Another method reduces the affinity of EVOH for the PP catalyst by limiting the amount of time they are in contact with each other. Screw designs should permit as short a residence time as possible. However, it is also important to thoroughly mix the regrind, and at current throughput rates, a long screw is required. Feedblock and die makers minimize exposure time by designing their equipment so that PP cap layers and regrind layers come into contact as far downstream as practicable.

Screw Design - A Major

Part of the Solution

Clearly, the role of the screw is to melt and mix these materials with the lowest possible increase in temperature. Several designs have been evaluated. A Union Carbide or Maddock mixing section (Fig. 2) was tried, but as expected, too much heat was created. The Advancing Spiral Barrier (Fig. 2) was also tried. This screw is similar to the Maillefer design, the forerunner of all barrier screws. It worked fairly well, but was very sensitive to the clearance over the barrier flight. When the melt temperature approached 400[degrees]F, it did not mix well. When a tighter barrier clearance was used, the mixing improved and the melting was complete - but melt temperature increased to approximately 460[degrees]F. This was too hot for PVdC, and some burning occurred.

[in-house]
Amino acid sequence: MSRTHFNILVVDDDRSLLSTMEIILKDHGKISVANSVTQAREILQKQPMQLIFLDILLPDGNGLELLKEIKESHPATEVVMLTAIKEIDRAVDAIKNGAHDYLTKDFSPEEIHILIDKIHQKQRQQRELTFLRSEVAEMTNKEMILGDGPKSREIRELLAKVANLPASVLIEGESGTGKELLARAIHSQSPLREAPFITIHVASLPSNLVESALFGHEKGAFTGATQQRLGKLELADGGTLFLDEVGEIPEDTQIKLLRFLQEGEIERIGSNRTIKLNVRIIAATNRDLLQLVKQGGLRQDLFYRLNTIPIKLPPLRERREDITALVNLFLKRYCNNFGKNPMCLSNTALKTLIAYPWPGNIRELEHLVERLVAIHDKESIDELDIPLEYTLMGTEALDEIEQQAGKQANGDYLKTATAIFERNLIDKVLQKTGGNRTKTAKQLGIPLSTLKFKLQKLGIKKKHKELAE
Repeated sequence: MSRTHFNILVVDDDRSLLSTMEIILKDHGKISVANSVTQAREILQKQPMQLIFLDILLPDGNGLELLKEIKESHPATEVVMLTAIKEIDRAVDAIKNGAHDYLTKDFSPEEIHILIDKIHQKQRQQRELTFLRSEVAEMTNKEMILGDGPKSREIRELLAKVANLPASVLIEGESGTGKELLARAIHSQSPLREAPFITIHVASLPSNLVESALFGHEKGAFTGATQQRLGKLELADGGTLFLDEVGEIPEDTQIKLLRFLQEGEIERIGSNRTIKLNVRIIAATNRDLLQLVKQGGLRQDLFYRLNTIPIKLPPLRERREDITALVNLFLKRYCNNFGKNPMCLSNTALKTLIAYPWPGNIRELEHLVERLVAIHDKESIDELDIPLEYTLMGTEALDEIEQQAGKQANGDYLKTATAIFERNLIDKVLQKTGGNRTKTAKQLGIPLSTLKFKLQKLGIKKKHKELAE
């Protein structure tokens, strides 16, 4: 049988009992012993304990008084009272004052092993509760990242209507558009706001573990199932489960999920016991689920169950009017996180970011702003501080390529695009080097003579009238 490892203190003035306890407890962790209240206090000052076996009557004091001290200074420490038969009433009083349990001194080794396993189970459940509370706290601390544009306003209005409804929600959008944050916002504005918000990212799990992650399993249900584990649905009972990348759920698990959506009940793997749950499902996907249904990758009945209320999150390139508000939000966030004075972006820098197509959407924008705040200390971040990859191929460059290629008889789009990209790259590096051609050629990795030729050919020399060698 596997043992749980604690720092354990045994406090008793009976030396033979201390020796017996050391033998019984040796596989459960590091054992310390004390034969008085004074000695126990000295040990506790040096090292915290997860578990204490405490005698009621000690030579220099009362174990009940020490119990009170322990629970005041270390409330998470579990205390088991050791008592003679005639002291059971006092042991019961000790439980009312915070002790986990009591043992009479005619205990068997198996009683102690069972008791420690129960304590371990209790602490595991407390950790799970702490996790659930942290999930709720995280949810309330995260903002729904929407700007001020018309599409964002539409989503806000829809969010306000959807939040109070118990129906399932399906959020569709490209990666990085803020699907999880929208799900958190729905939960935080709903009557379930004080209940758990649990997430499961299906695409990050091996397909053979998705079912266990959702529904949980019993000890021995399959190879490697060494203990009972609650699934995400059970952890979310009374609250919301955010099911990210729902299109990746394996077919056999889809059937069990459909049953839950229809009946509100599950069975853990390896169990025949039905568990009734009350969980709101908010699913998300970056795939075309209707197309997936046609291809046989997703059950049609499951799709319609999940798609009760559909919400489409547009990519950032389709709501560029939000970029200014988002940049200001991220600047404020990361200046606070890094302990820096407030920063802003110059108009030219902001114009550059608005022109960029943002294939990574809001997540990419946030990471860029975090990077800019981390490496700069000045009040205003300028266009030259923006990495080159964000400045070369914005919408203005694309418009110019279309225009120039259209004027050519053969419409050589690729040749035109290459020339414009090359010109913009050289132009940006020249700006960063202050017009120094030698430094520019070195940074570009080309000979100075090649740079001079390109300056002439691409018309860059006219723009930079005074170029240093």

A Max Melt (Fig. 2), a barrier type screw similar to the Barr screw, was the next design used in this study. It did an adequate job of melting at a low temperature, but it has some of the same characteristics as the Maillefer screw. When the barrier was tightly spaced for good mixing, the temperature rose. This design could be successful if a distributive mixing device were added to it.